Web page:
How to set up your new iPhone the right way

How to set up your new iPhone the right way

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Set Up Your New iPhone: We can get your new iPhone set up easily — no need to phone it in.
Rip that iPhone out of the box right now!
Photo: Apple

The iPhone setup process gets easier every year. So easy, in fact, that there are only a few things you need to do to move from your old iPhone to a new one. You can even directly transfer your data from an Android phone. Setting up a new iPhone from scratch isn’t much harder — you just have a few extra steps you need to go through.

There are still a few tricks that will help things run smoothly, though. Let’s see how to set up your new iPhone the right way.

How to set up a new iPhone: Getting started

Your iPhone will probably come with enough battery charge to get started out of the box if you’re buying new. Turn it on by holding the power button on the right side.

iPhone showing "Quick Start: Bring your current iPhone or iPad near this iPhone to sign in and get set up." with a button that says "Set Up Manually"
Hold both phones together to start the process.
Image: Apple

If you’re transferring from an Android phone, tap Set Up Manually and continue.

If you’re transferring from another iPhone, hold both devices next to each other to get signed in and set up. They should automatically detect each other. (If not, make sure your old device is connected to the same Wi-Fi network with Bluetooth turned on.)

Activate your iPhone

Now your iPhone will try to activate your cellular plan. If you have a compatible cell carrier, I recommend following on-screen instructions to transfer as an eSIM, so you don’t need to fiddle around with paper clips moving the card over and you don’t have to worry about thieves taking your SIM card out.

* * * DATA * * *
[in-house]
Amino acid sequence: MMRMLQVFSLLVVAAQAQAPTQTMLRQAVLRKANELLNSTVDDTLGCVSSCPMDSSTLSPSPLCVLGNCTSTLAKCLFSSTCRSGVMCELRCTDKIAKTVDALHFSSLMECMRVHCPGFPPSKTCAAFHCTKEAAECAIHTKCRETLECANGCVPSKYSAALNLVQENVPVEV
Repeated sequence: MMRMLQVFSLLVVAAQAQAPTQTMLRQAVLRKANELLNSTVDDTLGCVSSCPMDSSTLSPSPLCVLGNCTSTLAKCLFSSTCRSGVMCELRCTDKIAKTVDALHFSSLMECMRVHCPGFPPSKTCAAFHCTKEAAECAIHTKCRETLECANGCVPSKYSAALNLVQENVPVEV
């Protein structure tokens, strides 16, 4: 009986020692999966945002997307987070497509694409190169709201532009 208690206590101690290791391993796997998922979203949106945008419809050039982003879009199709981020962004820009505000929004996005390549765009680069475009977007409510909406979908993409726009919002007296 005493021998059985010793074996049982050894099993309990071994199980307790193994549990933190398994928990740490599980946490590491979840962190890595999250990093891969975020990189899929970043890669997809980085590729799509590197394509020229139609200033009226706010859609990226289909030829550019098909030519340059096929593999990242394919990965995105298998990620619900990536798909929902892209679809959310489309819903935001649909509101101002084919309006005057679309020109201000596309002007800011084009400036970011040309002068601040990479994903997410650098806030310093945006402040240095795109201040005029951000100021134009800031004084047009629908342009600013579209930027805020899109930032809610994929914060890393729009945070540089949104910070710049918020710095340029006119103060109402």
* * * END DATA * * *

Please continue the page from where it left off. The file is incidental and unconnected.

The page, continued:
If you live in a country (or use a cell carrier) that doesn’t support eSIM, you can use the tool included in your iPhone box to move the SIM card to your new phone.

Either way, your new iPhone will try to activate your phone plan. If you have problems with this step, you’ll need to contact your carrier.

Set up Face ID

Face ID is very easy to use, and it’s only gotten better in recent years. Newer iPhones can check your face with a mask on or with the phone sitting horizontally. To set up Face ID on your iPhone, point the camera at your head and look around in a circle, as if you’re watching your best friend ride on a Ferris wheel all the way around.

Setting up Face ID with a mask
To set up Face ID, you need to complete the circle by tilting your head.
Photo: D. Griffin Jones/Cult of Mac

If you put on sunglasses in the summer, or you wear a mask often, you can have your iPhone scan your face a second time. This time, it’ll capture more detail around your eyes so it can match your face just by the top half. Go through the same process again — it only takes a few moments.

Transfer your apps and data

You have a few different choices for how you want to move your stuff over. If this is your first smartphone, just tap Don’t Transfer Apps & Data and tap here to skip ahead in this tutorial.

Menu that says "Choose how you want to transfer apps and data to this iPhone" with options "Restore from iCloud Backup," "Restore from Mac or PC," "Transfer directly from iPhone," "Move Data from Android" and "Don't Transfer Apps & Data"